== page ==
This article originally appeared in the Spring 2016 issue of Real Style magazine by writer Heidi Hofstad. Become a Real Style subscriber and get the hottest fashion, beauty and celebrity news, enter exclusive subscriber giveaways and be the first to receive the full digital version of Real Style magazine every month. Click here to subscribe for free!
“We don’t look at being two creators as a challenge—it is a benefit. There is a dynamic tension at times, which is what is sometimes needed to bring a collection to the next level,” says Christopher De Vos, who sits at the helm of London-based luxury womenswear line Peter Pilotto, alongside his designer counterpart and the label’s namesake. “Together there is more of everything—more ideas, more energy, more support and more fun,” De Vos says, describing how more is more when it comes to their partnership.
Not unlike other fashion labels where two designers run the show—Dolce Gabbana, Proenza Schouler, Rodarte and Rag Bone—the duo found the secret to keeping the creativity and the collections flowing is exactly that…having a better half, in haus. However, working toward one in vogue vision makes for a little drama, now and again. “That’s the funny thing, it’s the most irrelevant thing that we might disagree on, like whether the colour has this or that name,” Pilotto dishes on their seemingly insignificant creative conflict. But on imagining the label without De Vos, who signed on in 2007, Pilotto says affirmatively, “No. It’s really all about the synergy between the two of us and that dialogue that is ongoing and constant.”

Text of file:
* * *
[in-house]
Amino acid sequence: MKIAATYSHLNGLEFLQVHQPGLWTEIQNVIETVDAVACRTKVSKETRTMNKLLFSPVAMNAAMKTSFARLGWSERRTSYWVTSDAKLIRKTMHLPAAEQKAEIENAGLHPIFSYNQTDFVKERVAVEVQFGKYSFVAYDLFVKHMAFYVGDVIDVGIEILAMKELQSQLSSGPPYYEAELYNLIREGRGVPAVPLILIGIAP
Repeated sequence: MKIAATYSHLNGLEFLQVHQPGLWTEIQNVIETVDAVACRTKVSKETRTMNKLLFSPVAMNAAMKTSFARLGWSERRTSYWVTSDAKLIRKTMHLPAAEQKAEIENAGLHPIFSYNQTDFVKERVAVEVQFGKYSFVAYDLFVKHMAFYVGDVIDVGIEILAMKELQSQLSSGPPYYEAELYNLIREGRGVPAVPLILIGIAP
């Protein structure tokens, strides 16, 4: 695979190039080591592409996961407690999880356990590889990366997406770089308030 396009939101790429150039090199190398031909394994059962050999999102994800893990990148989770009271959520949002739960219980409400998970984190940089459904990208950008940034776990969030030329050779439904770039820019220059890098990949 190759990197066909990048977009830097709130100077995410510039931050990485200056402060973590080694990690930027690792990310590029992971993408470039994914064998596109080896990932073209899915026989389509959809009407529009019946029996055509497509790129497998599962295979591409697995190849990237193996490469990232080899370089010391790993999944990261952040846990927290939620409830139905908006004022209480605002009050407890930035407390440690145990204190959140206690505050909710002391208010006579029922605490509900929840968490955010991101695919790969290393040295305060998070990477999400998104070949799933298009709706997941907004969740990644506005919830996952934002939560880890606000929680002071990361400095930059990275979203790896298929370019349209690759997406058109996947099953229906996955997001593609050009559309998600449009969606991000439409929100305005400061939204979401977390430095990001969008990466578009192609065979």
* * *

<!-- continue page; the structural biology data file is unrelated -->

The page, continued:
From their meeting as students at the Royal Academy of Fine Arts in Antwerp, Belgium, to the walls of their East London studio, the Austrian-Italian Pilotto and Belgian-Peruvian De Vos have fashioned themselves as a force on the London scene. Innovators in the digital print revolution, from the onset, the designers offered impeccably constructed pieces depicting vibrant, graphic and kaleidoscopic digital prints—their patterned, structured dresses set the trend. Although these prints would become intrinsic to their brand, Pilotto admits, “It was always clear to us that we didn’t want to just stay on that level—we didn’t want it to be just about the prints.”
“Digital print was the best way for us to express our vision in the beginning,” De Vos further explains. “It was a new and exciting technique that we were pioneering, and it was right for our designs at that time—we were able to own this as a category. As the brand has grown, we have been able to translate the same aesthetic in to other textiles and techniques, which had always been our plan.”